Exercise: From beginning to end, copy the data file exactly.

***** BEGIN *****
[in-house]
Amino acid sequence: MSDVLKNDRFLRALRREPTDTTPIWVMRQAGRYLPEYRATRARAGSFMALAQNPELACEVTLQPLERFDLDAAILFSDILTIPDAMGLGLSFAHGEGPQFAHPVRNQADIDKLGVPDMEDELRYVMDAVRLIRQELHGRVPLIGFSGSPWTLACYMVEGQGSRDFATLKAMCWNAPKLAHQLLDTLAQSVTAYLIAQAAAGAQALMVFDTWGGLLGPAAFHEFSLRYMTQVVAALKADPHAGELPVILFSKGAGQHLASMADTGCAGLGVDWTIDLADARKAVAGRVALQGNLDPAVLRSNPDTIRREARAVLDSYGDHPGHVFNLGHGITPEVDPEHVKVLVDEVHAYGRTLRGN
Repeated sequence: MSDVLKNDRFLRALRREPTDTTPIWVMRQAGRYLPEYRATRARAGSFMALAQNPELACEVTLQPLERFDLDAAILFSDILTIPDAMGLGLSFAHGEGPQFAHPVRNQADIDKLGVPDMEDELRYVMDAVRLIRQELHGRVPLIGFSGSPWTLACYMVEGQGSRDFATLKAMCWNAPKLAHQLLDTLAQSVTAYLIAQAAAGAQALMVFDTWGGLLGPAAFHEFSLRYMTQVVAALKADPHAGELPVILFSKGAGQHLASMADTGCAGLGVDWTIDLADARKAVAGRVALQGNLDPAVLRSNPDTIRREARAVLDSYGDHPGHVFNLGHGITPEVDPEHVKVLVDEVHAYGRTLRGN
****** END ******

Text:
[in-house]
Amino acid sequence: MSDVLKNDRFLRALRREPTDTTPIWVMRQAGRYLPEYRATRARAGSFMALAQNPELACEVTLQPLERFDLDAAILFSDILTIPDAMGLGLSFAHGEGPQFAHPVRNQADIDKLGVPDMEDELRYVMDAVRLIRQELHGRVPLIGFSGSPWTLACYMVEGQGSRDFATLKAMCWNAPKLAHQLLDTLAQSVTAYLIAQAAAGAQALMVFDTWGGLLGPAAFHEFSLRYMTQVVAALKADPHAGELPVILFSKGAGQHLASMADTGCAGLGVDWTIDLADARKAVAGRVALQGNLDPAVLRSNPDTIRREARAVLDSYGDHPGHVFNLGHGITPEVDPEHVKVLVDEVHAYGRTLRGN
Repeated sequence: MSDVLKNDRFLRALRREPTDTTPIWVMRQAGRYLPEYRATRARAGSFMALAQNPELACEVTLQPLERFDLDAAILFSDILTIPDAMGLGLSFAHGEGPQFAHPVRNQADIDKLGVPDMEDELRYVMDAVRLIRQELHGRVPLIGFSGSPWTLACYMVEGQGSRDFATLKAMCWNAPKLAHQLLDTLAQSVTAYLIAQAAAGAQALMVFDTWGGLLGPAAFHEFSLRYMTQVVAALKADPHAGELPVILFSKGAGQHLASMADTGCAGLGVDWTIDLADARKAVAGRVALQGNLDPAVLRSNPDTIRREARAVLDSYGDHPGHVFNLGHGITPEVDPEHVKVLVDEVHAYGRTLRGN